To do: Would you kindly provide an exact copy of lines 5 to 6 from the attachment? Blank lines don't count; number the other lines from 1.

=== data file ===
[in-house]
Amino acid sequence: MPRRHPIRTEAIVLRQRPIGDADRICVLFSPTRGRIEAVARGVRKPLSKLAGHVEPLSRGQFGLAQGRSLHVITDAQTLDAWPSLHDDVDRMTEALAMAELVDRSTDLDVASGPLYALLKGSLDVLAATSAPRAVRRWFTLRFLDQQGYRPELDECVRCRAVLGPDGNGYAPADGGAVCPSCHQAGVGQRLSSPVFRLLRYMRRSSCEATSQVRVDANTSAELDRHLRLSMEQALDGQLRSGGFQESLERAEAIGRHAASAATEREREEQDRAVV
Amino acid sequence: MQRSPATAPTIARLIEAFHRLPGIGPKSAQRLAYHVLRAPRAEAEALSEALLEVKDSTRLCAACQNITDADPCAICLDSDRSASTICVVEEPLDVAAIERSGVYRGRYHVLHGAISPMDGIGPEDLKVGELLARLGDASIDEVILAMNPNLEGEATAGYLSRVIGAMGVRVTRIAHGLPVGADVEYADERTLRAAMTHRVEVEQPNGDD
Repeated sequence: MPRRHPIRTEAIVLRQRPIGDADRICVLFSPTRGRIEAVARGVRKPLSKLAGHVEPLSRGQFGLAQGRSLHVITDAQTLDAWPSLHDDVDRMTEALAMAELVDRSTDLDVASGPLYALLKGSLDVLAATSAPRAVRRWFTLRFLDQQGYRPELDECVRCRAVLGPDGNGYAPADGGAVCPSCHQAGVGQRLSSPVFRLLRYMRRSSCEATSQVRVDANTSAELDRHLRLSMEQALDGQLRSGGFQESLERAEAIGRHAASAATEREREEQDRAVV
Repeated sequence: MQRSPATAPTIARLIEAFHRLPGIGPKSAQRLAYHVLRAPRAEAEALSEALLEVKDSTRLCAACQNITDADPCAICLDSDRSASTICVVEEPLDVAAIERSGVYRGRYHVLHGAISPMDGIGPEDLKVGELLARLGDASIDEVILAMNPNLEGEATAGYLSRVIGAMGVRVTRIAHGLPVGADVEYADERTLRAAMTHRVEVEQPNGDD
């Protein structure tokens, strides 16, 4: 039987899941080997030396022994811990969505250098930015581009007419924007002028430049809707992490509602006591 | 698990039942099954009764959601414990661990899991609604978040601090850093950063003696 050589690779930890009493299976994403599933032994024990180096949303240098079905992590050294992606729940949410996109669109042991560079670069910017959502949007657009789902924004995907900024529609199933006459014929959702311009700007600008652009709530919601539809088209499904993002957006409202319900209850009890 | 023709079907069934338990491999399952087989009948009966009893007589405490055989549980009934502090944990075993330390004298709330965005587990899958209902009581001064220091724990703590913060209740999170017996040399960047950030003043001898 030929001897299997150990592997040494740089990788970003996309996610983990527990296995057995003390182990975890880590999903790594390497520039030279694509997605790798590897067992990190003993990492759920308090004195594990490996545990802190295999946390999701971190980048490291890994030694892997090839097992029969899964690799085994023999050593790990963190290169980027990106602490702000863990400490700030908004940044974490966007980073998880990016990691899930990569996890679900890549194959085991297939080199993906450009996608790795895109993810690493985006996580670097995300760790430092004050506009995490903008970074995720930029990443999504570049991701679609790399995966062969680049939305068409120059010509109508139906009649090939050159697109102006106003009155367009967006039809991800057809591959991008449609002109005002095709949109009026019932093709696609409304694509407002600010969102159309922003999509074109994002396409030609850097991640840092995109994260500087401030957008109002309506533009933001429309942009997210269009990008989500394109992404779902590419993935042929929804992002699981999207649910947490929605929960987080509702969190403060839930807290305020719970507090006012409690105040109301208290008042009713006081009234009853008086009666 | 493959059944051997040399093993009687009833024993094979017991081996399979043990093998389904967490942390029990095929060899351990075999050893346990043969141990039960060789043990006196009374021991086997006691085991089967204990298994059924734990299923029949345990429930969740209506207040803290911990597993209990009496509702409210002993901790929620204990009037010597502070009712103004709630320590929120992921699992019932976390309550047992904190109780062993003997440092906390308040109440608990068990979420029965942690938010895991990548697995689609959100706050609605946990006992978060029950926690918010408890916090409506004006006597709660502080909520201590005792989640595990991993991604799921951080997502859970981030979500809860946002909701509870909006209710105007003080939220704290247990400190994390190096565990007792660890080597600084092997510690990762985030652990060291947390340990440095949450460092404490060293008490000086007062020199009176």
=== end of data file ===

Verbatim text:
Repeated sequence: MQRSPATAPTIARLIEAFHRLPGIGPKSAQRLAYHVLRAPRAEAEALSEALLEVKDSTRLCAACQNITDADPCAICLDSDRSASTICVVEEPLDVAAIERSGVYRGRYHVLHGAISPMDGIGPEDLKVGELLARLGDASIDEVILAMNPNLEGEATAGYLSRVIGAMGVRVTRIAHGLPVGADVEYADERTLRAAMTHRVEVEQPNGDD
């Protein structure tokens, strides 16, 4: 039987899941080997030396022994811990969505250098930015581009007419924007002028430049809707992490509602006591 | 698990039942099954009764959601414990661990899991609604978040601090850093950063003696 050589690779930890009493299976994403599933032994024990180096949303240098079905992590050294992606729940949410996109669109042991560079670069910017959502949007657009789902924004995907900024529609199933006459014929959702311009700007600008652009709530919601539809088209499904993002957006409202319900209850009890 | 023709079907069934338990491999399952087989009948009966009893007589405490055989549980009934502090944990075993330390004298709330965005587990899958209902009581001064220091724990703590913060209740999170017996040399960047950030003043001898 030929001897299997150990592997040494740089990788970003996309996610983990527990296995057995003390182990975890880590999903790594390497520039030279694509997605790798590897067992990190003993990492759920308090004195594990490996545990802190295999946390999701971190980048490291890994030694892997090839097992029969899964690799085994023999050593790990963190290169980027990106602490702000863990400490700030908004940044974490966007980073998880990016990691899930990569996890679900890549194959085991297939080199993906450009996608790795895109993810690493985006996580670097995300760790430092004050506009995490903008970074995720930029990443999504570049991701679609790399995966062969680049939305068409120059010509109508139906009649090939050159697109102006106003009155367009967006039809991800057809591959991008449609002109005002095709949109009026019932093709696609409304694509407002600010969102159309922003999509074109994002396409030609850097991640840092995109994260500087401030957008109002309506533009933001429309942009997210269009990008989500394109992404779902590419993935042929929804992002699981999207649910947490929605929960987080509702969190403060839930807290305020719970507090006012409690105040109301208290008042009713006081009234009853008086009666 | 493959059944051997040399093993009687009833024993094979017991081996399979043990093998389904967490942390029990095929060899351990075999050893346990043969141990039960060789043990006196009374021991086997006691085991089967204990298994059924734990299923029949345990429930969740209506207040803290911990597993209990009496509702409210002993901790929620204990009037010597502070009712103004709630320590929120992921699992019932976390309550047992904190109780062993003997440092906390308040109440608990068990979420029965942690938010895991990548697995689609959100706050609605946990006992978060029950926690918010408890916090409506004006006597709660502080909520201590005792989640595990991993991604799921951080997502859970981030979500809860946002909701509870909006209710105007003080939220704290247990400190994390190096565990007792660890080597600084092997510690990762985030652990060291947390340990440095949450460092404490060293008490000086007062020199009176």